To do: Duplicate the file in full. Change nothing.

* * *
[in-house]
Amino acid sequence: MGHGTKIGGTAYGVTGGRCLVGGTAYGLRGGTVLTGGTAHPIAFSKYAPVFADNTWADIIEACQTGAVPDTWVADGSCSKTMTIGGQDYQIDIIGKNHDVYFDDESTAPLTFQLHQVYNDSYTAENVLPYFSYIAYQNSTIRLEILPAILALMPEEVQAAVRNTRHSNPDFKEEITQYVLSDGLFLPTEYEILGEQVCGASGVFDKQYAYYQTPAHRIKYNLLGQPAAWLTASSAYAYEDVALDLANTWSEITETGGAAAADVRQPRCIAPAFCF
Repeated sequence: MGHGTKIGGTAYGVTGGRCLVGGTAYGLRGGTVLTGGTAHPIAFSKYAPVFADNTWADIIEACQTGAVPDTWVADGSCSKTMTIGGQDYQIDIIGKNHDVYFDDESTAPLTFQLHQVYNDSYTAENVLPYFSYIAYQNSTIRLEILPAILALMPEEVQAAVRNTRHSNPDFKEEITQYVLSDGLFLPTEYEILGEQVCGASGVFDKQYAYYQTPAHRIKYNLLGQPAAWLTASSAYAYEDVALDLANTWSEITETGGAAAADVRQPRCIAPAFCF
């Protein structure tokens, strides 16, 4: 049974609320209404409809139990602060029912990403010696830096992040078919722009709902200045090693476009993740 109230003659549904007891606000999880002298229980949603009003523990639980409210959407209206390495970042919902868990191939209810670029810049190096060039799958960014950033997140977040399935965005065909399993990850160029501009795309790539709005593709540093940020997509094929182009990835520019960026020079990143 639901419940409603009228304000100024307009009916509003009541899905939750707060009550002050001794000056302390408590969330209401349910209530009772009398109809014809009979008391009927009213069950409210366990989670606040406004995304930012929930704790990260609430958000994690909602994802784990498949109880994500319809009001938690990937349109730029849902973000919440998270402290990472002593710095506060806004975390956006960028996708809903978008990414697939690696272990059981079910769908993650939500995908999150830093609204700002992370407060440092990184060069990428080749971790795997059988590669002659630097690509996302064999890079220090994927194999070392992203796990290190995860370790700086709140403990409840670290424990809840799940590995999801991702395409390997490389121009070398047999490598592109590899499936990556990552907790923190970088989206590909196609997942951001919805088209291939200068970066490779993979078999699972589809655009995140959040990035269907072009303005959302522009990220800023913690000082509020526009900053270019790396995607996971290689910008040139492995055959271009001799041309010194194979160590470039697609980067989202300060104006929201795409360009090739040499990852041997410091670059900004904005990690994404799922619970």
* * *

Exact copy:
[in-house]
Amino acid sequence: MGHGTKIGGTAYGVTGGRCLVGGTAYGLRGGTVLTGGTAHPIAFSKYAPVFADNTWADIIEACQTGAVPDTWVADGSCSKTMTIGGQDYQIDIIGKNHDVYFDDESTAPLTFQLHQVYNDSYTAENVLPYFSYIAYQNSTIRLEILPAILALMPEEVQAAVRNTRHSNPDFKEEITQYVLSDGLFLPTEYEILGEQVCGASGVFDKQYAYYQTPAHRIKYNLLGQPAAWLTASSAYAYEDVALDLANTWSEITETGGAAAADVRQPRCIAPAFCF
Repeated sequence: MGHGTKIGGTAYGVTGGRCLVGGTAYGLRGGTVLTGGTAHPIAFSKYAPVFADNTWADIIEACQTGAVPDTWVADGSCSKTMTIGGQDYQIDIIGKNHDVYFDDESTAPLTFQLHQVYNDSYTAENVLPYFSYIAYQNSTIRLEILPAILALMPEEVQAAVRNTRHSNPDFKEEITQYVLSDGLFLPTEYEILGEQVCGASGVFDKQYAYYQTPAHRIKYNLLGQPAAWLTASSAYAYEDVALDLANTWSEITETGGAAAADVRQPRCIAPAFCF
């Protein structure tokens, strides 16, 4: 049974609320209404409809139990602060029912990403010696830096992040078919722009709902200045090693476009993740 109230003659549904007891606000999880002298229980949603009003523990639980409210959407209206390495970042919902868990191939209810670029810049190096060039799958960014950033997140977040399935965005065909399993990850160029501009795309790539709005593709540093940020997509094929182009990835520019960026020079990143 639901419940409603009228304000100024307009009916509003009541899905939750707060009550002050001794000056302390408590969330209401349910209530009772009398109809014809009979008391009927009213069950409210366990989670606040406004995304930012929930704790990260609430958000994690909602994802784990498949109880994500319809009001938690990937349109730029849902973000919440998270402290990472002593710095506060806004975390956006960028996708809903978008990414697939690696272990059981079910769908993650939500995908999150830093609204700002992370407060440092990184060069990428080749971790795997059988590669002659630097690509996302064999890079220090994927194999070392992203796990290190995860370790700086709140403990409840670290424990809840799940590995999801991702395409390997490389121009070398047999490598592109590899499936990556990552907790923190970088989206590909196609997942951001919805088209291939200068970066490779993979078999699972589809655009995140959040990035269907072009303005959302522009990220800023913690000082509020526009900053270019790396995607996971290689910008040139492995055959271009001799041309010194194979160590470039697609980067989202300060104006929201795409360009090739040499990852041997410091670059900004904005990690994404799922619970």